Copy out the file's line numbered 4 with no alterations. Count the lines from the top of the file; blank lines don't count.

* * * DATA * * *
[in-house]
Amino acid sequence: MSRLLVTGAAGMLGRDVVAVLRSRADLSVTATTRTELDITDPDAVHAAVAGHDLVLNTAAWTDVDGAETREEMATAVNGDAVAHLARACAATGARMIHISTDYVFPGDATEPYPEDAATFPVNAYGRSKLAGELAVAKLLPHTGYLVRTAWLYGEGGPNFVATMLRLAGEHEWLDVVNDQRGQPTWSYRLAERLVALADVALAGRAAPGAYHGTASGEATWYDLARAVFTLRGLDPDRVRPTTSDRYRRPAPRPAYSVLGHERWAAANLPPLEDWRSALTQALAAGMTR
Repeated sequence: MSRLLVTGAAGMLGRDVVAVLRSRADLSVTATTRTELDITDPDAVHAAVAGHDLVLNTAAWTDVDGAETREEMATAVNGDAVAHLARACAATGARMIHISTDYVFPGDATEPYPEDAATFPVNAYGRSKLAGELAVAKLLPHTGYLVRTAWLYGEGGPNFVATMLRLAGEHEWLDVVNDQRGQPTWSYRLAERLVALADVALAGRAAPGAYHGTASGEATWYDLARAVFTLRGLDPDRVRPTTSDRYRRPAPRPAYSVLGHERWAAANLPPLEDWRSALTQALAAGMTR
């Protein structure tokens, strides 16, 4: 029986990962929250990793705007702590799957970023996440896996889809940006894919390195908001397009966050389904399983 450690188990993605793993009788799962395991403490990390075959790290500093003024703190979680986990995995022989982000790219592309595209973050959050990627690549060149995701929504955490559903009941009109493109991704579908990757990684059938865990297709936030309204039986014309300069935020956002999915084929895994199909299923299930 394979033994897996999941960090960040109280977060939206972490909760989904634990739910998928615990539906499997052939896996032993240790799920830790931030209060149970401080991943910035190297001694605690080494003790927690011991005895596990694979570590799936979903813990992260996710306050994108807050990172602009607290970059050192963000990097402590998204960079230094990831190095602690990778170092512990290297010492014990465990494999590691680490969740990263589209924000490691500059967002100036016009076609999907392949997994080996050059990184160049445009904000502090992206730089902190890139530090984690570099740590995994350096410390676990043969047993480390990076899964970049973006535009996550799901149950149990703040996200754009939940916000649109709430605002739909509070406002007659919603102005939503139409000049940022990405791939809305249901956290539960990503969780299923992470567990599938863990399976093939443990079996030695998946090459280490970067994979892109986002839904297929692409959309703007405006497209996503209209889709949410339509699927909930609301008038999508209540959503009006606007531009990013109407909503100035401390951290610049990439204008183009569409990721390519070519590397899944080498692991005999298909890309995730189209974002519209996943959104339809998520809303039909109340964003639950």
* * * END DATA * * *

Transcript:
């Protein structure tokens, strides 16, 4: 029986990962929250990793705007702590799957970023996440896996889809940006894919390195908001397009966050389904399983 450690188990993605793993009788799962395991403490990390075959790290500093003024703190979680986990995995022989982000790219592309595209973050959050990627690549060149995701929504955490559903009941009109493109991704579908990757990684059938865990297709936030309204039986014309300069935020956002999915084929895994199909299923299930 394979033994897996999941960090960040109280977060939206972490909760989904634990739910998928615990539906499997052939896996032993240790799920830790931030209060149970401080991943910035190297001694605690080494003790927690011991005895596990694979570590799936979903813990992260996710306050994108807050990172602009607290970059050192963000990097402590998204960079230094990831190095602690990778170092512990290297010492014990465990494999590691680490969740990263589209924000490691500059967002100036016009076609999907392949997994080996050059990184160049445009904000502090992206730089902190890139530090984690570099740590995994350096410390676990043969047993480390990076899964970049973006535009996550799901149950149990703040996200754009939940916000649109709430605002739909509070406002007659919603102005939503139409000049940022990405791939809305249901956290539960990503969780299923992470567990599938863990399976093939443990079996030695998946090459280490970067994979892109986002839904297929692409959309703007405006497209996503209209889709949410339509699927909930609301008038999508209540959503009006606007531009990013109407909503100035401390951290610049990439204008183009569409990721390519070519590397899944080498692991005999298909890309995730189209974002519209996943959104339809998520809303039909109340964003639950």